RSA panel debates cyberwar definition, realities

At RSA Conference 2011, a panel of experts, including Bruce Schneier and former DHS secretary Michael Chertoff, discussed cyberwar, espionage and how the ground rules for handling such conflicts will be decided.

SAN FRANCISCO – A panel of high-profile government and security experts waged a semantics battle at RSA Conference 2011 Tuesday over the use of the term cyberwar. The debate set the context for a bigger discussion on the use of offensive weapons in cyberspace, and how economic and political forces are guiding this conversation in Washington and around the world.

Former secretary of Homeland Security Michael Chertoff, former Director of National Intelligence Michael McConnell and security expert Bruce Schneier said there's a certain ambiguity with the cyberwar definition, largely because the ground rules for such conflicts haven't been established. Also, too many times, the panel said, cyberwar and cyberespionage are juxtaposed.

I'd like to think we're an informed society, but if you look at history, we'll have to wait for a catostrophic event before we get legislation, and at that point, we'll overreact.

 

Michael McConnell,
former DirectorNational Intelligence

"War is a sexier term than cyberattack. These are headline terms -- that's what sells," Schneier said. "But the reality is that we're seeing cybercommands up and running in different nation-states and with NATO. There's a lot of push for budget and power, and overstating the threat is a good way to get people scared. These are big terms and useful terms if you're trying to set up a cybercommand."

The packed keynote hall, via a show of hands, seemed to put last summer's Stuxnet attack against an Iranian nuclear facility in the category of cyberwar. However, last year's Aurora attacks against Google, Adobe and other tech companies, defense contractors and large enterprises fell into the category of espionage.

"Using conventional definitions of war, the theft of information is espionage, while very bad, is not considered war," Chertoff said. "In my mind, the catostrophic destruction of systems, sabotage, maybe war."

McConnell harkens the conversation back to the early days of the Cold War between the U.S. and Russia when the U.S. built a deterrance policy, debates were held and policy decisions were made that ultimately, he said, were the right call.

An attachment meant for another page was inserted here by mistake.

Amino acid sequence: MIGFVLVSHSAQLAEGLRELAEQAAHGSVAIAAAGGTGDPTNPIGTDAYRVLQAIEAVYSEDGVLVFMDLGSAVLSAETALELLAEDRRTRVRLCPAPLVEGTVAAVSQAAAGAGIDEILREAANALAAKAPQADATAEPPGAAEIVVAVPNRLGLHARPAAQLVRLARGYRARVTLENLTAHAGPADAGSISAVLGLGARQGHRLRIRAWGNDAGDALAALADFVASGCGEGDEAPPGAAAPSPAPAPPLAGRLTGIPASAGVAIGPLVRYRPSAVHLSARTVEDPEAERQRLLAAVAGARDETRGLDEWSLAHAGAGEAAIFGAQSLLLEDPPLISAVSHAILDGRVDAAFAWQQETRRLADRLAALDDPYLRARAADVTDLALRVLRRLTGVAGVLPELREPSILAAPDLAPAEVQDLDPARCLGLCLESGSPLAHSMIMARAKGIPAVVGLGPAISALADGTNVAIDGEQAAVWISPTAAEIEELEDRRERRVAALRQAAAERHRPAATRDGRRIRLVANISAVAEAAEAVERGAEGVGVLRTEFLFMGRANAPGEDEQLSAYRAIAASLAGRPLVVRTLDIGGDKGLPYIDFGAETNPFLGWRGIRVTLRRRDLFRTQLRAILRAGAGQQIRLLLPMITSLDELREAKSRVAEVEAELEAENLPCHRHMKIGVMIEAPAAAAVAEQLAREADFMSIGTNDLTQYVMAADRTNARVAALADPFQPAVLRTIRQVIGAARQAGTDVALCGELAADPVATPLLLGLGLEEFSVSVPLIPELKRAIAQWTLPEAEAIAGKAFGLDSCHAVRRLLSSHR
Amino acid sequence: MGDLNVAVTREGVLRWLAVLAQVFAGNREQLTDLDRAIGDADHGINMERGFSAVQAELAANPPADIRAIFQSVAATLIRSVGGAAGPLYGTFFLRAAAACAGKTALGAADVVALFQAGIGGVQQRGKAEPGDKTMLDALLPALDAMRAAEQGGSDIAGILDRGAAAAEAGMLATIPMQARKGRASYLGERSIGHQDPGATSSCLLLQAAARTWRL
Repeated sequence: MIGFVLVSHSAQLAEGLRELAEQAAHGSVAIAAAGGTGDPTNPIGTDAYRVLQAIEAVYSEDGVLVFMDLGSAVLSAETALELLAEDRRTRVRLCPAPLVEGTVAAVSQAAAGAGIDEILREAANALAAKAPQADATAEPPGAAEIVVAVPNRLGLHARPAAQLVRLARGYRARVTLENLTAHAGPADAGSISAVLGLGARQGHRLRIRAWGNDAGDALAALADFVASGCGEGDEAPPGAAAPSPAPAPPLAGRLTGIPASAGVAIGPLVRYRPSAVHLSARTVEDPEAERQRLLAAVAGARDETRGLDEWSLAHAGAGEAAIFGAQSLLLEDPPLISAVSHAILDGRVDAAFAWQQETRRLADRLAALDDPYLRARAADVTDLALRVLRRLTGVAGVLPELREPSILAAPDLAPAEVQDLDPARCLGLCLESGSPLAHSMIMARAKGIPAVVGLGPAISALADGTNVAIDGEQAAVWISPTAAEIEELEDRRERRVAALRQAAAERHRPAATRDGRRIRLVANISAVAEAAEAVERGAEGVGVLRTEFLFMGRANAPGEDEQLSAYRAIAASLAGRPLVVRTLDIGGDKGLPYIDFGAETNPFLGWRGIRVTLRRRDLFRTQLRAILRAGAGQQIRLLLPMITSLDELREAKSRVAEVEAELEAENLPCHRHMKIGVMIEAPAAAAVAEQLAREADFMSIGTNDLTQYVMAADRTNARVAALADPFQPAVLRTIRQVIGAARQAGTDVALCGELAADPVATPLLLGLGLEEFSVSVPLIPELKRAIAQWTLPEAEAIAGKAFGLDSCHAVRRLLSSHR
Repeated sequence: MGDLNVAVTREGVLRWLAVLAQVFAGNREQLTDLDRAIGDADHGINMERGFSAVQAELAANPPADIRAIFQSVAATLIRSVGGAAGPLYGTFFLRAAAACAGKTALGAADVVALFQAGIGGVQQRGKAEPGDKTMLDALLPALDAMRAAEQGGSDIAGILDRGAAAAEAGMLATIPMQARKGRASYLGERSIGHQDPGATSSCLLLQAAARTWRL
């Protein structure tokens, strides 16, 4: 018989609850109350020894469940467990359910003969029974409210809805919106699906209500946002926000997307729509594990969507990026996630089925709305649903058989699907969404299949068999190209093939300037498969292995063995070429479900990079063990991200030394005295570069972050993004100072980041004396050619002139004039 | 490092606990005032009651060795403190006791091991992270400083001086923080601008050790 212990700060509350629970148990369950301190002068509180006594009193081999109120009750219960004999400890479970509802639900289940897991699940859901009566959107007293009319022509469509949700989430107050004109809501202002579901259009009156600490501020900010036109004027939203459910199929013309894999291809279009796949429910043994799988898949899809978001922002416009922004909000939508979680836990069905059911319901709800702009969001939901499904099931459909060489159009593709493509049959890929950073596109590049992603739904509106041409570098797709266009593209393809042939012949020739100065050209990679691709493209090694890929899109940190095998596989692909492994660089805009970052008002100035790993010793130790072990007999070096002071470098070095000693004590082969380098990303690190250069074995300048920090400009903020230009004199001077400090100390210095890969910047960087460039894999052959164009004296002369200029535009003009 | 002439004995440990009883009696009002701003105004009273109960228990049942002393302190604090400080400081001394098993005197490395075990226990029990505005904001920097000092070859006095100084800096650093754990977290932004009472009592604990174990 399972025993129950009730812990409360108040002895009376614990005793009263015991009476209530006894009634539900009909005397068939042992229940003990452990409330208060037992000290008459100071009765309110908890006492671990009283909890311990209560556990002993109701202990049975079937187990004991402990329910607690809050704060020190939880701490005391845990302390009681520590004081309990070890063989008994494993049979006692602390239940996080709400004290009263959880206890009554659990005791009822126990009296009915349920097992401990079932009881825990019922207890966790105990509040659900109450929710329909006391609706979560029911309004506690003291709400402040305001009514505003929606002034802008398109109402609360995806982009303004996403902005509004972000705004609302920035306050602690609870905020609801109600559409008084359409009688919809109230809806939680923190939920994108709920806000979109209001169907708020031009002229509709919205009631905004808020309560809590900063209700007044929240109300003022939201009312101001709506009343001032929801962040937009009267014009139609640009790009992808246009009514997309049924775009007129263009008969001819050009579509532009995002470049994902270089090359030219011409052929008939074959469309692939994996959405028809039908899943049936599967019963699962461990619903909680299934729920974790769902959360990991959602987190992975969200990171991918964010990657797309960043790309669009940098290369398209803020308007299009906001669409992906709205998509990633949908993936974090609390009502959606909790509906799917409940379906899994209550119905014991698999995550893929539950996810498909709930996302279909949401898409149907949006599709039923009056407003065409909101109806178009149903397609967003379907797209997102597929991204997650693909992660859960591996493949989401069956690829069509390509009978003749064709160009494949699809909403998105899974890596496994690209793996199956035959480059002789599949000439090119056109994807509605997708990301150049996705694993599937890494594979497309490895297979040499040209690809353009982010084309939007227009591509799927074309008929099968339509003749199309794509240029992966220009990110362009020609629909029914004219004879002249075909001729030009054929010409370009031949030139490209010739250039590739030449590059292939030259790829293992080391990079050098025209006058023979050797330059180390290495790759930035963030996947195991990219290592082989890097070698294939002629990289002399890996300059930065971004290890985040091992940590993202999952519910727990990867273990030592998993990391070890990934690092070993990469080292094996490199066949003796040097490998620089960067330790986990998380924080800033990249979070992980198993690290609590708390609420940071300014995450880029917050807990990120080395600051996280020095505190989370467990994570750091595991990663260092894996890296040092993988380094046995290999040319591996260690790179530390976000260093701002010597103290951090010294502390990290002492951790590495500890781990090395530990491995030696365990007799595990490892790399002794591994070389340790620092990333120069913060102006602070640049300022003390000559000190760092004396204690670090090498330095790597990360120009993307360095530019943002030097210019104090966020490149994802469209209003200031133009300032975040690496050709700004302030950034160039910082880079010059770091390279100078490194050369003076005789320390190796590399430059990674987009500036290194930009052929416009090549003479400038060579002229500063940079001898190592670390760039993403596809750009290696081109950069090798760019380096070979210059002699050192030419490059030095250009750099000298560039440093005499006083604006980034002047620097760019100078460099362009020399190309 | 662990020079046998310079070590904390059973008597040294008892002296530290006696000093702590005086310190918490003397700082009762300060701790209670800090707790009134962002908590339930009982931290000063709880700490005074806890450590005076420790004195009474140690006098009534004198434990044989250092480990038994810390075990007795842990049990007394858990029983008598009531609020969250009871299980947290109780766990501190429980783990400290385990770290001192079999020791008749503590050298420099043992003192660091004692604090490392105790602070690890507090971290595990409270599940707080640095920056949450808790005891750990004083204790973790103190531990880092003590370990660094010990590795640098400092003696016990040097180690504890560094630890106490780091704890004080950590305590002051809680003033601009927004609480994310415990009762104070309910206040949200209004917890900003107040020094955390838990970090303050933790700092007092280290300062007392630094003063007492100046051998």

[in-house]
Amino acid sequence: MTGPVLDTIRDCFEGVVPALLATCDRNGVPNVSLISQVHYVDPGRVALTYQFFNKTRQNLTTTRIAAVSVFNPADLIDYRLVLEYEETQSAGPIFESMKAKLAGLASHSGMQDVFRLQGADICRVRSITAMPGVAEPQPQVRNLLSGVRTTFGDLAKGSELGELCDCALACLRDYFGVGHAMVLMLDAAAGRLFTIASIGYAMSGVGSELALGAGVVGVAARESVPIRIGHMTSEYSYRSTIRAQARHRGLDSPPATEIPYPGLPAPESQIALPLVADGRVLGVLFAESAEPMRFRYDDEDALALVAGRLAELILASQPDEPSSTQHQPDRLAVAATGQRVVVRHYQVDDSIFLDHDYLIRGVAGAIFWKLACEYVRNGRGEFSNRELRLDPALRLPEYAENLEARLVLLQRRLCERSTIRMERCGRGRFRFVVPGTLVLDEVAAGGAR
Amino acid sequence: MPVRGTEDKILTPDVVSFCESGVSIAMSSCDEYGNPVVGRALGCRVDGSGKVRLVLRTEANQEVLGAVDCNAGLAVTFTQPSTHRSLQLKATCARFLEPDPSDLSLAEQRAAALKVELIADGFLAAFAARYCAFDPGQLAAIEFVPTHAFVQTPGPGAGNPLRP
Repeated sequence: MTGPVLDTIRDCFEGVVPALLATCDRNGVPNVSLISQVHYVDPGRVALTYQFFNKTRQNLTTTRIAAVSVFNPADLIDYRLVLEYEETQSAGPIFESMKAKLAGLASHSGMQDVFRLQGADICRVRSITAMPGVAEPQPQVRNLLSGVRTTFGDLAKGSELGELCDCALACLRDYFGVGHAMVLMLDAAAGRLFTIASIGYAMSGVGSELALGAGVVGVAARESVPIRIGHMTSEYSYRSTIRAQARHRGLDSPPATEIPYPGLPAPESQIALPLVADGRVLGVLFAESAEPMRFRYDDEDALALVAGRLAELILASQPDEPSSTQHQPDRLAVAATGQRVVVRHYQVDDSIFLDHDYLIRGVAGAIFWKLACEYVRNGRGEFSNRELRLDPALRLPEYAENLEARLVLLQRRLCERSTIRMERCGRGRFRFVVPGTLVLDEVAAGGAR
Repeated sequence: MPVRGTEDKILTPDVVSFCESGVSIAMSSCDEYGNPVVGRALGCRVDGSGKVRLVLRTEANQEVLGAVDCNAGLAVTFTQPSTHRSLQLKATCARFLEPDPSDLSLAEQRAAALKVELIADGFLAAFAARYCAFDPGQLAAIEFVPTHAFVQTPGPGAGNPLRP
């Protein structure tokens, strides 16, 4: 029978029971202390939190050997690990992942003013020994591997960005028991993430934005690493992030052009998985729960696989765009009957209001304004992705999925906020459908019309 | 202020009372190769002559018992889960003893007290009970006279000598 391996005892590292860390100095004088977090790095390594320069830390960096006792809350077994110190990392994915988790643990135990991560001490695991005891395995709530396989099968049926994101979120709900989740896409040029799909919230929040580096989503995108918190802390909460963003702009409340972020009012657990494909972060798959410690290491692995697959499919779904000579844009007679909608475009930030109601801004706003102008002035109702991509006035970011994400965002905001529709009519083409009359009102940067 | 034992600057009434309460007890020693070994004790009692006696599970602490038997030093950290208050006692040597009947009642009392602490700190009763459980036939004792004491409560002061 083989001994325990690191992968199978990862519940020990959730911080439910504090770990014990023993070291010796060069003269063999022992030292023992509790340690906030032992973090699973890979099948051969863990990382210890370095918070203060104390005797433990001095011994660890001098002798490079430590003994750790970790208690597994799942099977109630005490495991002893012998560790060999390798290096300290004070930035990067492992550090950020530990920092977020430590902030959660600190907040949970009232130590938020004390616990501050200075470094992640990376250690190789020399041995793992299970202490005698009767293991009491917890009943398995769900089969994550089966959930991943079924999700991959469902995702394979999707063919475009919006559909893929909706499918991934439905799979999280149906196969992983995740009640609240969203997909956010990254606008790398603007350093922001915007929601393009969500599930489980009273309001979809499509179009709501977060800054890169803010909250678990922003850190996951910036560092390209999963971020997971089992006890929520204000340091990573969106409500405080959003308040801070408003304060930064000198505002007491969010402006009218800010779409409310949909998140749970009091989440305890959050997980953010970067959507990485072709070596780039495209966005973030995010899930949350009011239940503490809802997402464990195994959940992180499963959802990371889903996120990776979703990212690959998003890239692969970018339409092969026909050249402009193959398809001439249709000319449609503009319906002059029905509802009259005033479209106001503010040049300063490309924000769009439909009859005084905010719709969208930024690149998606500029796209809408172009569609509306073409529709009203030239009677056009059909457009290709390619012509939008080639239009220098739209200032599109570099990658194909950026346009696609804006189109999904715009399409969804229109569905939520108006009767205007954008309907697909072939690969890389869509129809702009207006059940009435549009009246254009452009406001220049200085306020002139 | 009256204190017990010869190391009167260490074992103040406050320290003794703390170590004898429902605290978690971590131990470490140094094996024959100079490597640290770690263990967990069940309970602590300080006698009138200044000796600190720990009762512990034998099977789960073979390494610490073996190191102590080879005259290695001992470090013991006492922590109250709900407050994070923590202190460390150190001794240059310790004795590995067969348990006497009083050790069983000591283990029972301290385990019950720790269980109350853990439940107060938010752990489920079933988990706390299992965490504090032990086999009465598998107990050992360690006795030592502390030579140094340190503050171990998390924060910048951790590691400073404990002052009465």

"Rather than say it's hype for benefit, let's say it's part of the discussion," McConnell said.

The war dynamic has certainly changed, Schneier said.

"We're seeing the increasing use of war-like tactics in cyber conflicts: politically motivated hacking, espionage, these things used to be the purview of war. Now this stuff is more democratized, it's in the hands of nonstate actors. Scott Charney made the point that when you're attacked in cyberspace, who defends you? It depends on who is attacking you and why. In cyberspace, you don't know. Is the attack from China? Is it war, espionage, or kids playing politics? You don't know, but they're all using the same attack."

Chertoff echoed the worry over the confusion; attacks are happening on machines that are privately owned. Who is responsible for defending those machines; do you want the government on your networks? "That's why we have a lot of stress; the traditional categories don't work."

The panel debated whether market pressures could mitigate some of these issues. Schneier said that isn't feasible because the risk is greater than the value of what's doing the work.

"A chemical plant faced with the risk of a terror attack will secure it to the value of the company," Schneier said. "If there's a risk to the country, it won't secure it to that level. It won't be their risk. There will be a delta where a market economy won't get to it."

Moderator Jim Lewis of the Center for Strategic and International Studies suggested incentives for cybersecurity, something Chertoff was aboard with. "It's relatively easy to do--create revenue protection immunity for companies that protect their networks," Chertoff said.

In the end, however, McConnell thinks it's likely that, despite all the rhetoric and debate, this issue will be solved like all others: reactively rather than proactively.

"I'd like to think we're an informed society, but if you look at history, we'll have to wait for a catostrophic event before we get legislation, and at that point, we'll overreact."

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